The comics of the 1990s and 2000s made reasonable attempts to represent Shang-Chi more appropriately by placing him in the Far East and referencing Eastern philosophies. In trying to do more, though, the creative teams demonstrated a gaping lack of skill in artistic depictions of the East, language references, and culturally sensitive characterizations.
The X-Men series Games of Deceit and Death (1997), Wolverine: First Class (2008) and Shadowland: Spiderman (2010) all have glaring examples of this, depicting anachronistic rickshaws, using nonsense Chinese words, and putting ‘fortune cookie platitudes’ in our hero’s mouth.
These gaps could have been filled by writers and artists of East Asian heritage. Still, at Marvel, they were few and far between, with hardly any working on Shang-Chi comics, apart from occasional pencillers such as Alvin Lee (Heroes for Hire), Jimmy Cheung (Infinity), and Tan Eng Huat (The Deadly Hands of Kung Fu, 2014).
It has only been in the past decade that series such as The Protectors (2017, Greg Pak, Mahmud Asrar) and New Agents of Atlas (2019, Greg Pak, Gang Hyuk Lim, Federico Blee) have provided a rostrum for East Asian creators to forge superheroes out of their heritage.
After 40-plus years, Gene Luen Yang, Dike Ruan, Philip Tan, and Sebastian Cheng were finally able to reboot Shang-Chi into a new series of his own within the central Marvel universe.
Shang-Chi (2020) draws from some interesting strands of Marvel’s multiverses and creates a more rounded hero. Yang has Shang-Chi working in a bakery in Chinatown, where he is tracked down by descendants of the organization founded by his late father.
Also included in this new series, the Five Weapons Society is an informed adaptation of the secret societies and sects from Chinese history, most common during the Qing Dynasty, when civil administration and civilian safety crumbled under governmental corruption and colonial machinations. These clans had strict codes of conduct and practiced their own kung fu styles, which could be seen as early modern Chinese superhero prototypes.
From mountain retreats to high-tech floating bases, from altars to the manifestation of Qi-based powers, the art of Ruan, Cheng, and Tan is a joy to see. They have clearly taken cues from classic Hong Kong horror films and made their mark in the evolution of jiangshi (僵尸, a traditional Chinese undead monster) lore.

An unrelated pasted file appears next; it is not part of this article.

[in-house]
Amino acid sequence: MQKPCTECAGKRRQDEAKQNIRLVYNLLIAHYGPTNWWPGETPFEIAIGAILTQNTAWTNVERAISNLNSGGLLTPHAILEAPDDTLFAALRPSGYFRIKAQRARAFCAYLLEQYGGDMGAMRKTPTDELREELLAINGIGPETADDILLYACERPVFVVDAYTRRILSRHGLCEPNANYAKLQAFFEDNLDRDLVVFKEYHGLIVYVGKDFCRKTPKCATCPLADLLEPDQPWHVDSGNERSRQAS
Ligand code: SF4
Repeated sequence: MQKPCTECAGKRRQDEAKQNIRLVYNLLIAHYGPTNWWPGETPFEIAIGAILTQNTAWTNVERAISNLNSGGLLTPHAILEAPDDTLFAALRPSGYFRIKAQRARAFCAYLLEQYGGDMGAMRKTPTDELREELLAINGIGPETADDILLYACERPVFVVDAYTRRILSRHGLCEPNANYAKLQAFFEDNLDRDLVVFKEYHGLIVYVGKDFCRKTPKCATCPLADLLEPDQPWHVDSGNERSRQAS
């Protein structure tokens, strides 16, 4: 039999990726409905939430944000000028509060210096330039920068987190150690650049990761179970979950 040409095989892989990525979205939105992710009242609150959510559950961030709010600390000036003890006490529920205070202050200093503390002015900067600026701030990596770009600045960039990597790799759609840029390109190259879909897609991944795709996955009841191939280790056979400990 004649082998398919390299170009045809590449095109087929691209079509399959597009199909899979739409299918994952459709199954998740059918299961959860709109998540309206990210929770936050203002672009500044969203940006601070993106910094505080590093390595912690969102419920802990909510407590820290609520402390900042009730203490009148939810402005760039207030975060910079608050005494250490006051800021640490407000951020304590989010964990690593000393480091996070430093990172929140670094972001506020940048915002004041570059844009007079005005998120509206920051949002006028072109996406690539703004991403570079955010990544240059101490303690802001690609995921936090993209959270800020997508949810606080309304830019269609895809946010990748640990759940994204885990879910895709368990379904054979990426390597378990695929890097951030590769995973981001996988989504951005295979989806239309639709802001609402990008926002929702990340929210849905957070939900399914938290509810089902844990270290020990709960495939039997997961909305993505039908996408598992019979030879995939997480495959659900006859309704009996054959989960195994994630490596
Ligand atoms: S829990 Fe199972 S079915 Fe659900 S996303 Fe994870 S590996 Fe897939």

Apart from this more sophisticated world-building, parodies of hackneyed Shang-Chi tropes, as well as intelligent social and cultural characterizations, make the story engaging on so many different levels.
This is not a history of Shang-Chi per se, but rather the key developments in his representation in comic book form with added cultural context.
The timeline of Shang-Chi does not end here, though, and the character is set to materialize in yet another alternate Marvel reality, the MCU, in the highly anticipated Shang-Chi and the Legend of the Ten Rings. The film will hopefully answer some questions that have remained unanswered (and possibly unasked) since the first Iron Man film, when the Ten Rings were first mentioned.
From the trailer, the film itself looks promising in terms of cultural representation. The Eastern-inspired concept art is impressive, as is the inclusion of ancient mythical beasts (like suanni 狻猊 and Dijiang 帝江).
Wenwu’s (another renaming of Shang-Chi’s father) banner, designed in the style of a traditional shengqi, bears his insignia — a pair of the Mandarin’s weapons, surrounded by supporting symbols held in 10 rings. The characters for ‘Might, Strength, Majesty, Heroicism, Power’ can all be seen, whilst its distinct black color has led some to speculate that he might be a version of Qinshihuang, China’s first emperor.
Scenes showing the otherworldly surroundings of Wenwu’s base and the scale of his private army suggest it could either be located at his China retreat, as per the first comics and the 2020 reboot, or in the celestial city of K’un-Lun, as per Shang-Chi’s alternate life in Secret Wars (Battleworlds: Master of Kungfu, 2015).
The film has been careful to remove the glaring cultural appropriations, changing the ludicrous dragon name — Fin Fang Foom — to the Great Protector (as confirmed by the tie-in LEGO set), and giving Shang-Chi’s father (who is the true MCU’s the Mandarin) a Chinese name. However, some Chinese fans see it as a tactic to obfuscate the character’s ‘Yellow Peril’ associations rather than remove them.